Plug the microSD card into the Pi and then power up your Pi via the hard drive.

The monitor should now take you through instructions to install NOOBS which takes around ten minutes or so.

Configuring the Cloud Storage

Now you need to configure the Raspberry Pi to tell it how to manage the storage on the hard-drive. This will be done through the Pi’s command prompt system, it may seem confusing at first but if you follow the instructions presented below paying careful attention to the syntax, it’s really quite easy.

Click on Menu > Accessories > Terminal. A black window will pop up which allows you to type and enter commands. Throughout the commands listed below, <Enter> denotes pressing the Enter button on your keyboard.

Start by typing:

dmesg | tail -n20  <Enter>

You will get a reply which looks like this: [5.860566] sd 0:0:0:0: [sbc] 1953547193 512-byte logical blocks: (1.00 TB/931 GiB)

In this case, the drive name is sbc but yours may be sda or sdc, change the name accordingly below and type in:

sudo mkfs.ext4 /devsda -L “Data” <Enter>

sudo mkdir /mnt/data <Enter>

sudo mount -t ext4 -o “noatime” /dev/sbc /mnt/data <Enter>

sudo mkdir /mnt/data <Enter>

sudo nano /etc/fstab <Enter>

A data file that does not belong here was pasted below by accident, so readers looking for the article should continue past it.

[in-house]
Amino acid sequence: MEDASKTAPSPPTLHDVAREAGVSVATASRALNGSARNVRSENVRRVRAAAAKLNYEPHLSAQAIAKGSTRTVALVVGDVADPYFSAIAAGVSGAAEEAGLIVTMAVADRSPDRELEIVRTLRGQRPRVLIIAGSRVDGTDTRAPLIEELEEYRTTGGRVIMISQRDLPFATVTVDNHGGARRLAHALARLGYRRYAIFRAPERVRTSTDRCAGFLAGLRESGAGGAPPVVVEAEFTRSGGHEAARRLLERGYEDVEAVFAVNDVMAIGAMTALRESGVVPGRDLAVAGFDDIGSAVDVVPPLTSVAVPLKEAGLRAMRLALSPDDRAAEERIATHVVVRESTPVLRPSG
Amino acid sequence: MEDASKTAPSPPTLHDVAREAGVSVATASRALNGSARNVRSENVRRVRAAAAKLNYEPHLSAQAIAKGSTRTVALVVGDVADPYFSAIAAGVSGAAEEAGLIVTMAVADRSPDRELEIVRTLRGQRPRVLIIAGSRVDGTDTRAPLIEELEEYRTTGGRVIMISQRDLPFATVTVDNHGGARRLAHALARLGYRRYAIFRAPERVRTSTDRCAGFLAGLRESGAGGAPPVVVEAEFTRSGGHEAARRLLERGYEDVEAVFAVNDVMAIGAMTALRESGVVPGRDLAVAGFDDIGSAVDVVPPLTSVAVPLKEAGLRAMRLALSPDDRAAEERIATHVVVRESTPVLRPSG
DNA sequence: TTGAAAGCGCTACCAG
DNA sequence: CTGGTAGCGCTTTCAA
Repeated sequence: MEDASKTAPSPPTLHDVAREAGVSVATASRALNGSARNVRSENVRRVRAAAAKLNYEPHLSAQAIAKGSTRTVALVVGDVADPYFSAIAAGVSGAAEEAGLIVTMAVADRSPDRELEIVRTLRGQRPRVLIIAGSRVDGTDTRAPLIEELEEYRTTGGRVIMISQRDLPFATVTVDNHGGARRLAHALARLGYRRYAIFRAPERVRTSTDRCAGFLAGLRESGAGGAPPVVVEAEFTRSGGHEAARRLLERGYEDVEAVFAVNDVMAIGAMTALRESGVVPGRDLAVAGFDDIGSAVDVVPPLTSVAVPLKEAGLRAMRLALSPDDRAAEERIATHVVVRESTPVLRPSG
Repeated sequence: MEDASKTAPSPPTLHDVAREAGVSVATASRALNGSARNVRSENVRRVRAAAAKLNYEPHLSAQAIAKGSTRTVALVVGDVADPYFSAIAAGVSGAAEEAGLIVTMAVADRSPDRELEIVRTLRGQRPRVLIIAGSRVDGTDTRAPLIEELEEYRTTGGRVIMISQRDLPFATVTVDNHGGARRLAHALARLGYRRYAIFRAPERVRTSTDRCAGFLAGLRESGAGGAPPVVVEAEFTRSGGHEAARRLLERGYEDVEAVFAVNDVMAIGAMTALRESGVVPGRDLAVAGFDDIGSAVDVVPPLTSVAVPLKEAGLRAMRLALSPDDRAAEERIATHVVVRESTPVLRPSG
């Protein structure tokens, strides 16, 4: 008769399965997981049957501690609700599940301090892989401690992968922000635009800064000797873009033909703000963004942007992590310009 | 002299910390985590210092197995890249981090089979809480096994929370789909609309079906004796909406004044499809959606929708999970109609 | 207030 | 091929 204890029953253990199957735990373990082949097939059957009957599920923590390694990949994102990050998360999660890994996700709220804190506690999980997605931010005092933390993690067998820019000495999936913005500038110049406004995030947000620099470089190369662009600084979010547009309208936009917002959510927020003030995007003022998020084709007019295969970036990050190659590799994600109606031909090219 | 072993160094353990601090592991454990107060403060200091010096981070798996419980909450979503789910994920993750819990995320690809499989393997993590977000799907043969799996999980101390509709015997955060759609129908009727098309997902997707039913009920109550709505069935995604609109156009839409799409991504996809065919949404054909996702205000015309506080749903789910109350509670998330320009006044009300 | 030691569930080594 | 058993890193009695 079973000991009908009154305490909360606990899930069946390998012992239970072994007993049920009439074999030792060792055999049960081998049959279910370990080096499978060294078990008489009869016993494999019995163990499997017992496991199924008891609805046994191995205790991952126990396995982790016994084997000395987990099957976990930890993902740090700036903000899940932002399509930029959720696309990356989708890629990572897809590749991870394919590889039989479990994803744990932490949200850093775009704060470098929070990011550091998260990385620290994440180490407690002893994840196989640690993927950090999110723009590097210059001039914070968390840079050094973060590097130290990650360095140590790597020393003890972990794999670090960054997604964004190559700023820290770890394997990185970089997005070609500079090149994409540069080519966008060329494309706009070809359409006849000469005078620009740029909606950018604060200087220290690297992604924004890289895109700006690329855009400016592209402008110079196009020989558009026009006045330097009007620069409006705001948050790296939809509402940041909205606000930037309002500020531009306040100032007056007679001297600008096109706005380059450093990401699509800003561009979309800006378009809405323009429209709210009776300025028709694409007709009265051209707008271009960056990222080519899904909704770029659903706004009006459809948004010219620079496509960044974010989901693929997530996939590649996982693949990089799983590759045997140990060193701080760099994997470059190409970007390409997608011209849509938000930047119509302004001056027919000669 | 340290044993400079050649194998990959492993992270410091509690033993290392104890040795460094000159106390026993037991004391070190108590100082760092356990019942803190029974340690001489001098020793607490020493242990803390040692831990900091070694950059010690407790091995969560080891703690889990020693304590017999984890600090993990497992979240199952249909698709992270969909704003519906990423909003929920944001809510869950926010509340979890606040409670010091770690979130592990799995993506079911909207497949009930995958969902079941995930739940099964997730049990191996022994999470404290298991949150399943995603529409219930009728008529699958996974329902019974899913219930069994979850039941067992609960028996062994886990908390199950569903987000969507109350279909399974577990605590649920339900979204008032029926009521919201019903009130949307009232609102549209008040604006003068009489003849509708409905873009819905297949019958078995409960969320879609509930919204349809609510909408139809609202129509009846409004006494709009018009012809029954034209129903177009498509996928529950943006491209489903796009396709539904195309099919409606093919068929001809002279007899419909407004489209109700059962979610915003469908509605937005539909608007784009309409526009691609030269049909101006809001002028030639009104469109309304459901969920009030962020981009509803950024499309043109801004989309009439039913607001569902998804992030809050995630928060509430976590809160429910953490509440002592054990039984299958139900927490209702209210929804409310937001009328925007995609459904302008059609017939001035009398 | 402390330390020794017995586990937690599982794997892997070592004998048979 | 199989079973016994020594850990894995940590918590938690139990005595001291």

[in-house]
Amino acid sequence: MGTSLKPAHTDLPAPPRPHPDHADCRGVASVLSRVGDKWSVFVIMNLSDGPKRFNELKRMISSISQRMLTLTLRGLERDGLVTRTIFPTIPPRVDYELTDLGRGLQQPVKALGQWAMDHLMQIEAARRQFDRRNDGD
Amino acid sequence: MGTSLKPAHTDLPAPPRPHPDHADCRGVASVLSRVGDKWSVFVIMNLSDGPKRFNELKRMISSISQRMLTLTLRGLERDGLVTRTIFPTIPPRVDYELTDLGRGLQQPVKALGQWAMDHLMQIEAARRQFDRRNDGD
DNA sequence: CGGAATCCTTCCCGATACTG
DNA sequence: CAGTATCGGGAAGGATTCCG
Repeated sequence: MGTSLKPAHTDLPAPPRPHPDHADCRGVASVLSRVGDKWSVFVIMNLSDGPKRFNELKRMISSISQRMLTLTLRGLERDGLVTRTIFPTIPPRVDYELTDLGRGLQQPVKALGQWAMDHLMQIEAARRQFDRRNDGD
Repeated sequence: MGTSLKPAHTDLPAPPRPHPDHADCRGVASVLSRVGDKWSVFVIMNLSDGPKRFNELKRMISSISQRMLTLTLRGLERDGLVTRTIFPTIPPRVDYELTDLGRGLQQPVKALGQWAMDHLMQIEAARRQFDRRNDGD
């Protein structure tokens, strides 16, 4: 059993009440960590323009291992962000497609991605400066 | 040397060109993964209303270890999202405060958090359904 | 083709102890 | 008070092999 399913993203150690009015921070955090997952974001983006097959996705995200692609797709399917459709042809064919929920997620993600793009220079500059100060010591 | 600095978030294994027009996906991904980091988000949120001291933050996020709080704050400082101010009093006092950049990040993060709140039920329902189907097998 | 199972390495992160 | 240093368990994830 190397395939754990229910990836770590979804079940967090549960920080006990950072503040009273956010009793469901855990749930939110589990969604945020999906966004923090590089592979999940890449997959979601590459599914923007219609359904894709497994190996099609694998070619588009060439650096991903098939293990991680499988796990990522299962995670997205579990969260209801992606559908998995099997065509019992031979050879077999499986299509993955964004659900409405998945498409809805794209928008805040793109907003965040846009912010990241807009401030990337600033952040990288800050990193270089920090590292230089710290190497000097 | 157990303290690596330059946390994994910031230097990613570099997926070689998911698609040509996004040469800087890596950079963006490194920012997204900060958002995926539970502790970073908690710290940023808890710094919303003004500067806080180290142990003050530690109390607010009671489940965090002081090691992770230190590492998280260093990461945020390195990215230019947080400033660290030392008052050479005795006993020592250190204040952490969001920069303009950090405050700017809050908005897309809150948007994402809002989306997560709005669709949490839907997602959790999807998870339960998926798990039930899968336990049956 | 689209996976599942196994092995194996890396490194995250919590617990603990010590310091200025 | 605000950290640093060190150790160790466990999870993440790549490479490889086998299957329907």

Please the down arrow to move the cursor to a new line, then type in this:

/dev/sbc /mnt/data ext4 defaults,noatime,nofail 0 2 <Enter>

Then press these keys in order <ctrl + x>, <y>, <Enter>

The hard-drive is no set up and ready to run. You now need to install the BitTorrent Sync with these commands:

wget “” <Enter>

tar -zxvf BitTorrent-Sync_arm.tar.gz <Enter>

./btsync –webui.listen <Enter>

cd ~/.config/ <Enter>

mkdir autostart <Enter>

nano autostart/syncstart.desktop <Enter>

[Desktop Entry] <Enter>

Type=Application <Enter>

Exec=/home/pi/bysync –webui.listen <Enter>

And then save what you have done by pressing these keys in order <ctrl + x>, <y>, <Enter>

Find your Pi’s IP address by typing ifconfig <enter> into the terminal as you have just done for the setup. One of the fields will be inet addr and then a number like, this is your Pi’s IP address.